GELFAND’S WORLD - There is currently a court proceeding that is supposed to decide whether Colorado can deny Donald Trump the right to run for president on the state's ballot. The attempt to deny Trump the right to be a candidate is ostensibly based on wording in the 14th Amendment to the Constitution, passed in the post-Civil-War period:
"No person shall be a Senator or Representative in Congress, or elector of President and Vice President, or hold any office, civil or military, under the United States, or under any state, who, having previously taken an oath, as a member of Congress, or as an officer of the United States, or as a member of any state legislature, or as an executive or judicial officer of any state, to support the Constitution of the United States, shall have engaged in insurrection or rebellion against the same, or given aid or comfort to the enemies thereof. But Congress may by a vote of two-thirds of each House, remove such disability."
Based on this wording, people in several states have argued that Trump should be disqualified on the basis of the wording "shall have engaged in insurrection or rebellion." The Colorado case is the first where an attempt to deny the ballot to Trump is being contested in the courts.
It is true (and obvious) that Trump has fulfilled the first part of Section 3, in that he took the oath of office to support the Constitution, but this is irrelevant. Every other president and senator and congressman has done the same. The relevant question is the part about engaging in insurrection.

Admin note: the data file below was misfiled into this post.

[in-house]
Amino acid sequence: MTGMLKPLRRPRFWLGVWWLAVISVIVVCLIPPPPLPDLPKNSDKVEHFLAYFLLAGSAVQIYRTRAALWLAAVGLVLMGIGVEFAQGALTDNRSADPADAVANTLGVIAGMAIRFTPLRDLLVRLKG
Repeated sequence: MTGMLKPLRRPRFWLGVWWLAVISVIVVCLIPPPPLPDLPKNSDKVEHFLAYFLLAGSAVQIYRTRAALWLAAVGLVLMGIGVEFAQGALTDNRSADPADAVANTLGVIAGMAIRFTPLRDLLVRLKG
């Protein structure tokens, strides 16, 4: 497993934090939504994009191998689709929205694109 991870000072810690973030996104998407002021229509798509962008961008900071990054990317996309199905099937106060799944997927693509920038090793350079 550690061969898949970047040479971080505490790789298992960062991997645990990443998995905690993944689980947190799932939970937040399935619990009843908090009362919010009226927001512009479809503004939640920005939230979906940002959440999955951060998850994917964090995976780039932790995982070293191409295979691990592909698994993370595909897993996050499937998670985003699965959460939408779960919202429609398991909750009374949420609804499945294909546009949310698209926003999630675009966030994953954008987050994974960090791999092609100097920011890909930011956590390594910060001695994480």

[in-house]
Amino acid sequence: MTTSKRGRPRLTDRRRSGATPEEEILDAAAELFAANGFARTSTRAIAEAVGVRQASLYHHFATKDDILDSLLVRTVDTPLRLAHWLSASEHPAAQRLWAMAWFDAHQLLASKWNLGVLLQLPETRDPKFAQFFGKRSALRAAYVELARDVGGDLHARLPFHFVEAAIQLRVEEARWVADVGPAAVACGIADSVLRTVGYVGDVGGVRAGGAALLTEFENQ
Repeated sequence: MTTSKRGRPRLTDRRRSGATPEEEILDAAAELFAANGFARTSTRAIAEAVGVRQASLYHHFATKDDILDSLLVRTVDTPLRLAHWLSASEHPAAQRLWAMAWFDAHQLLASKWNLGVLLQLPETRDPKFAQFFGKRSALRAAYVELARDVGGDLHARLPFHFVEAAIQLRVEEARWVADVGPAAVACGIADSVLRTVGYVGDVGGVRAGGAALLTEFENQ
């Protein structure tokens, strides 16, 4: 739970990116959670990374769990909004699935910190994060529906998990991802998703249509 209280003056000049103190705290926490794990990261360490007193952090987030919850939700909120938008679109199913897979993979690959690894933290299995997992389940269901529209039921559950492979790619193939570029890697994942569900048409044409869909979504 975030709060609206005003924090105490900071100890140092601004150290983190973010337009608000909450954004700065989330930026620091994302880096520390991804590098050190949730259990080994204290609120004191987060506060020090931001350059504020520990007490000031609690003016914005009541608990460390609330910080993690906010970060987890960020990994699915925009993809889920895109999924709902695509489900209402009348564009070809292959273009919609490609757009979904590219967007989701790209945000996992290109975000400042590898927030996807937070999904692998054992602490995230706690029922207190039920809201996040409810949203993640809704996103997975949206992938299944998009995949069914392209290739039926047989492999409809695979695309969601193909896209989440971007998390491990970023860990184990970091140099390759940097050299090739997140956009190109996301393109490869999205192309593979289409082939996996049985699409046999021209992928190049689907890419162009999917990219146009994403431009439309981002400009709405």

I think we can ignore the wording about "or rebellion" as obviously untrue, where rebellion would imply being a part of an army opposed to the United States or joining a government supporting that armed rebellion. At the time it was written, this passage clearly pointed to participation in the Confederate States of America as a soldier or government official. Think Robert E. Lee or Jefferson Davis. Nobody is going to accuse Trump of being a soldier, and there is currently no Confederate States of America.
So the question before the court and available to public opinion is whether anything Trump did in the days leading up to and following January 6, 2021 rises to the level of insurrection.
I would argue that it is not proved. Trump has not been convicted of any federal crime that could be considered to be insurrection. In fact, he has not been convicted of any federal crime.
Now it is true that some legal scholars argue a little differently. They say that it is not necessary to convict Trump of insurrection in order to apply the Constitutional language. But even there, the ability to deny Trump the right to run for office depends on reaching the conclusion that what Trump did in that period surrounding January 6 was an act of insurrection. As in so many things, the next question is who gets to make that determination. Can some state official with authority over creating ballots (generally the Secretary of State), based on drawing his own conclusions, determine that (1) Trump engaged in insurrection and (2) leave Trump off the ballot?
I think that civil libertarians ought to be properly concerned, fearful even, over this extension of one state's authority to deny access to the ballot. The default position for the civil libertarian is that unless a statute clearly makes something illegal, we can't prosecute someone. To put it even more clearly, our country does not allow the government to just make up new crimes in order to charge somebody for something that has already occured. The Constitution refers to such charges as ex post facto, and forbids them.